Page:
“Ahh, I needed that,” sighed William, sinking back in his chair.

“Here’s to a wonderful trip,” Stevenson raised his cup.

“Yes, and to our ongoing friendships,” Barr added.  The three men chinked their cups together then sat back in quiet contentment, enjoying the pleasant surroundings.

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ismailia-S

Photo:  Old Ismailia Station (Pinterest)

That afternoon, the three men emerged from the Ismailia Railway Station and walked the short distance to Moascar where they rejoined their respective regiments.  As William walked through the gate of the Moascar camp he  developed a spring in his step at the sight of the camp’s sparse sense of order.  He felt reassured by what he already knew, that military life suited him.  He loved the structure and organization.  The sounds of horses and gunshots were dulled by space and desert winds.  Life there was a far cry from the chaos that existed outside the camp gates.

Moascar Camp near Ismailia

Moascar Camp – Egypt (Trove)

The noise, the busyness, the aggressive nature of men fighting to eke out a living, were both exciting and exasperating.  Despite the little frustrations experienced along the way, he enjoyed his four days of exploration.  He was in awe of the country’s history.  Most of all, he enjoyed the company of Stevenson and Barr.

William retired to his tent after an early supper at the Officers’ Mess , with the intention of finishing his letter to Cis.  He wanted to write while his memories were fresh and also he hoped to post it the following day.  Beneath the lamp light, he wrote:

The temple at Edfu is nearly a mile from the river, yet they had a tunnel from it and a nilometer in the temple.  In one corner a staircase still exists up which, we climbed 242 steps and had a grand view from the top.  The huge gateways to these places were called pylons and on each side, as a rule, a place was cut out of the wall to allow a huge flagpole to stand – must have been like the masts of ships.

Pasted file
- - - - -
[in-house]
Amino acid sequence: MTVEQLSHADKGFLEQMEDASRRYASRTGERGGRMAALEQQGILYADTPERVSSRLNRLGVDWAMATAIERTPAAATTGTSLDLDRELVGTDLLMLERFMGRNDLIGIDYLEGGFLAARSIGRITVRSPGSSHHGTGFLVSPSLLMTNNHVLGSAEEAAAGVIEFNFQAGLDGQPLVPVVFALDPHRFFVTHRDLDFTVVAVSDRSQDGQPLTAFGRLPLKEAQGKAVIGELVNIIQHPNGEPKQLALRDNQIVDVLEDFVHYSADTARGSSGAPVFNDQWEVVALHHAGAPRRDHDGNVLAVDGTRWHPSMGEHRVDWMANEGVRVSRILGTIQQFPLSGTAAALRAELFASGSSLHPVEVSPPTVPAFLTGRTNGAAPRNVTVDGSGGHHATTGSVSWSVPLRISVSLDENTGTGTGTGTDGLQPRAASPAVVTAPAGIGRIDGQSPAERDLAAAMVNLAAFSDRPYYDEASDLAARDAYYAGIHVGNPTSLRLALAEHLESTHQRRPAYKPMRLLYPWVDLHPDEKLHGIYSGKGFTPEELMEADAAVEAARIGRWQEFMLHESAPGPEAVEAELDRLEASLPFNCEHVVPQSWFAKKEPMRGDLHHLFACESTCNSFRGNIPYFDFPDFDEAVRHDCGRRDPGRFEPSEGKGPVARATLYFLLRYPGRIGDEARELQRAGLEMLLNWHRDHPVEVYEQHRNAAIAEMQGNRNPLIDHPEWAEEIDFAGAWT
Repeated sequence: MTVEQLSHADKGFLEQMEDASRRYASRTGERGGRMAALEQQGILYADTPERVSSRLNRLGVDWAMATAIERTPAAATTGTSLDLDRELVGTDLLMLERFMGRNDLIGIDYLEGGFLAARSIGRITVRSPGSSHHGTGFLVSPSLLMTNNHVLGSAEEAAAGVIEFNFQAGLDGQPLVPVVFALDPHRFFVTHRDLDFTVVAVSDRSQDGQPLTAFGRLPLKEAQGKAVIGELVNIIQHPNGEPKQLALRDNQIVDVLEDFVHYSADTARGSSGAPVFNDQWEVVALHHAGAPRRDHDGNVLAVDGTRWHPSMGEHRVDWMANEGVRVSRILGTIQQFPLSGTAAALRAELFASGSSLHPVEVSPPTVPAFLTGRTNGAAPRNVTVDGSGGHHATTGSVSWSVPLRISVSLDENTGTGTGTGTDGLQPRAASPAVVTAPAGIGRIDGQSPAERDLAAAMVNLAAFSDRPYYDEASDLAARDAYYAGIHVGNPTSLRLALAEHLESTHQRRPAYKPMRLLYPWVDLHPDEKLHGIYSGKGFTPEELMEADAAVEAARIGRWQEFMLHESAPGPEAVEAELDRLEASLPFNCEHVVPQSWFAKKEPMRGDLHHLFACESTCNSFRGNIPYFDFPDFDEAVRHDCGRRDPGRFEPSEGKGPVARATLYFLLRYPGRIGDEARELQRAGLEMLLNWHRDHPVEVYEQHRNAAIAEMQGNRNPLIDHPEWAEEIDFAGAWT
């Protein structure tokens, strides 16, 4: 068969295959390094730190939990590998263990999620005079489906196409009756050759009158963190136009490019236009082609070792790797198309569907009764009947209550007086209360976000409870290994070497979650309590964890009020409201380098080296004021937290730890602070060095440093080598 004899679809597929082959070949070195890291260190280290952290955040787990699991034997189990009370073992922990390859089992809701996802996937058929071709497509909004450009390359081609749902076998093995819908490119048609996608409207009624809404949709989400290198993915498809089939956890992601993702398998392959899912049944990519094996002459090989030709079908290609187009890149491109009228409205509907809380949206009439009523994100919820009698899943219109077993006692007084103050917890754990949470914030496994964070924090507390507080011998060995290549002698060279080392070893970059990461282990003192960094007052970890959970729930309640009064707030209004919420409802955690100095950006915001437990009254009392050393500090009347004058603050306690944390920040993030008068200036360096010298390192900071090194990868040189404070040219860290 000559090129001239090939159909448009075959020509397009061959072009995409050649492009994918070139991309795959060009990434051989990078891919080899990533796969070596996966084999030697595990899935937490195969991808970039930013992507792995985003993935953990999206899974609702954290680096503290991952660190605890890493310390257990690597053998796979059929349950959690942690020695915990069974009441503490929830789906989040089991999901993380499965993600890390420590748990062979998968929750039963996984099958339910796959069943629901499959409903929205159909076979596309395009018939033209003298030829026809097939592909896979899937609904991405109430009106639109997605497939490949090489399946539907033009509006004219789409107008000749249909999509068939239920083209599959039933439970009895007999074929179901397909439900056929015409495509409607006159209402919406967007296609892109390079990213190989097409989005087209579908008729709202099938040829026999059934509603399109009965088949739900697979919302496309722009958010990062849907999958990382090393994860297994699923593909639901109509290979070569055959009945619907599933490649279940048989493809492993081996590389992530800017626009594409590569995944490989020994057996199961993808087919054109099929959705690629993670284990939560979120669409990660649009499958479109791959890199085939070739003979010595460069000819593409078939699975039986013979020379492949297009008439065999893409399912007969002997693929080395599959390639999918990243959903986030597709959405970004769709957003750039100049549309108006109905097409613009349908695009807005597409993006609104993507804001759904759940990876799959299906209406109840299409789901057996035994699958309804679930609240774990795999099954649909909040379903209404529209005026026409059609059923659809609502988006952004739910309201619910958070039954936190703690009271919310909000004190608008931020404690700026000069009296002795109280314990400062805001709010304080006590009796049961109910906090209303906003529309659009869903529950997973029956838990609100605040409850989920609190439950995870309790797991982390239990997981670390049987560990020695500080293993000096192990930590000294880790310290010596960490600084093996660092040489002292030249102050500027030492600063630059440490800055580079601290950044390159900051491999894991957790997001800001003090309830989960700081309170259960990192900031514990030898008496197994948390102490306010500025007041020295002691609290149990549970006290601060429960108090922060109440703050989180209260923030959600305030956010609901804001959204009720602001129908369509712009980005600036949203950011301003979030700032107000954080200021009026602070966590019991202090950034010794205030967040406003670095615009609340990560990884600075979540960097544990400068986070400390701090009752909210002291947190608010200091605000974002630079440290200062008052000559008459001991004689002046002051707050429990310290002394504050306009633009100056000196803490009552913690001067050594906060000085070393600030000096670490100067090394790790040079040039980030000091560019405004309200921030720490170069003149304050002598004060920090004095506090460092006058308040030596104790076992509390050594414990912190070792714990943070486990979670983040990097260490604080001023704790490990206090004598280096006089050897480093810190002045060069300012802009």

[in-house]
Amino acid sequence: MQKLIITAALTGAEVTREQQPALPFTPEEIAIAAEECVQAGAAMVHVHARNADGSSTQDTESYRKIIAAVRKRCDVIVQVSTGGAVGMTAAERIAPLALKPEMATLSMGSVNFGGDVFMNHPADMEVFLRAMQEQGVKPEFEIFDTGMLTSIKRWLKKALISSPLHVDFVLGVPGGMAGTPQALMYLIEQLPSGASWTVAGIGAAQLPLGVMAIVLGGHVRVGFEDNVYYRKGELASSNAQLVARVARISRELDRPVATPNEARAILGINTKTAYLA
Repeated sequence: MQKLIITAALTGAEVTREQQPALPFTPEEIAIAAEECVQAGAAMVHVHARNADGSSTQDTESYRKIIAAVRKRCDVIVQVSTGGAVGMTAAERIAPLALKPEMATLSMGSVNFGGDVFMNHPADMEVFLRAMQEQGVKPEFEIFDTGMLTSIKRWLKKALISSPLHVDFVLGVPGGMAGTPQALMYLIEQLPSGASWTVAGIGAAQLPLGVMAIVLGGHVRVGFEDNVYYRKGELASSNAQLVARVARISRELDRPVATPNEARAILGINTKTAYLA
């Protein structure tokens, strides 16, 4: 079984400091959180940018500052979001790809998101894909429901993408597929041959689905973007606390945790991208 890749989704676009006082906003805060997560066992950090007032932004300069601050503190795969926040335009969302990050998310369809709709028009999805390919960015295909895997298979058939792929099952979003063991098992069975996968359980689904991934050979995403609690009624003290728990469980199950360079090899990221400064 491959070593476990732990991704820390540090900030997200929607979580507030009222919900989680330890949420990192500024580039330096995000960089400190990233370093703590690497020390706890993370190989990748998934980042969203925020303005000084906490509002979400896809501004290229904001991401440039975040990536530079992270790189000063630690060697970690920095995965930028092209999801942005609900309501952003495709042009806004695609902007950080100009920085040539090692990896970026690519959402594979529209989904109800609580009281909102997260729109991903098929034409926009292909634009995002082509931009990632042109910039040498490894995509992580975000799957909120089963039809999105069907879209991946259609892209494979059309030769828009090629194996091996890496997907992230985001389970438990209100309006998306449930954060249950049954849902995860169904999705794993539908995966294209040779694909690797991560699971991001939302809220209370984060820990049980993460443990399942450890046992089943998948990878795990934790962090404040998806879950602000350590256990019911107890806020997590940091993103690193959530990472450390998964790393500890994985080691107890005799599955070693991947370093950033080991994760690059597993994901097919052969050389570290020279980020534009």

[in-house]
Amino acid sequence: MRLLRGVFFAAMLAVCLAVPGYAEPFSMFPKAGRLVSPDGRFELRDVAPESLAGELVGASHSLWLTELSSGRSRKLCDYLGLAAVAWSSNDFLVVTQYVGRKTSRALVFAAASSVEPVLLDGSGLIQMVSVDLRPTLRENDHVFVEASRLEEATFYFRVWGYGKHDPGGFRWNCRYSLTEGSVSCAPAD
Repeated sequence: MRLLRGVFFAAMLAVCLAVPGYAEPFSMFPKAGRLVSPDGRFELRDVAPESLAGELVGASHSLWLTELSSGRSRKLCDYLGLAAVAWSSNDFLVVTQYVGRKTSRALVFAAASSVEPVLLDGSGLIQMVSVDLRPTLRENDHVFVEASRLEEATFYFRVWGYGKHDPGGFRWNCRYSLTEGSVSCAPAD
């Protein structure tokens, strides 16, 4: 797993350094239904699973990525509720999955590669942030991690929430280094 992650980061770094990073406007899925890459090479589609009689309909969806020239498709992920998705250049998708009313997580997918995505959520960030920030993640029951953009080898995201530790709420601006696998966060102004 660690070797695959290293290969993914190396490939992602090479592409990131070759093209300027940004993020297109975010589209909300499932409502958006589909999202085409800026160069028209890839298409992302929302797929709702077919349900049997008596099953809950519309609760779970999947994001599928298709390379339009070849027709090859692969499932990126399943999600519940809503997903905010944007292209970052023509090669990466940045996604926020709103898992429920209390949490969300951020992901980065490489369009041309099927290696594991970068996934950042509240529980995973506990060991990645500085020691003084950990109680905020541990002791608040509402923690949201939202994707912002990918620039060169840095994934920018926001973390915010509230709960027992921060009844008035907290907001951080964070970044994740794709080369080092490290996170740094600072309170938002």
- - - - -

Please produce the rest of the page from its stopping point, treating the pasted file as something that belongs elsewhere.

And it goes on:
Left Edfu at 1400 and arrived at Luxor at 1700.  Went up to the Luxor Hotel and had some tea and toast and left for Cairo at 1810.  We arrived at Cairo at 0710, had breakfast at the National, then took a drive and stroll through the Musky Bazaar.  We caught the 1100 train and landed back here at 1400.  I felt tip-top the whole time, but Mafeesh feloosh. ” (??broke??)

As he folded his finished, eight-page letter and placed it in an envelope for posting, he extinguished his lamp and laid back on his bed.  Despite tiredness, his thoughts kept him awake.  He made a mental list of things he needed to do the next day:  post his letter, check his incoming mail, do his squadron’s payroll.  ‘By golly, the trip has cost me dearly,’ he mused, knowing he’d have to cut down on his expenses in the foreseeable future in order to recoup what he has spent.

William’s  thoughts then shifted to his current position. His time away from camp had given him clarity.  Even though he missed his family, his knew deep down that he was doing something really worthwhile.  As was often the case, when he had only his thoughts for company, the found himself facing those difficult questions that lurked in the back of his mind.   After this war, what next?   Another war?  Will I be too old to enlist again?  How am I to return to the life of a farmer? 

He knew he would deal with those issues, when and if the occasions arose.  For now, he closed his eyes and looked forward to the familiar sound of the reveille at 0400.

 

Monday Musings From The Writer’s Desk

writing

Have you ever wondered how the years away from their families, affected the thousands of men who enlisted for war?  In the case of William Lyons, he was away for more than three years.  He saw plenty of action – he spent five months at Gallipoli before spending more a year involved in various conflicts in Egypt and Palestine.  Then by the end of 1916 he was promoted to a Captain and was made the commander of a training squadron of the Fifth Light Horse Regiment.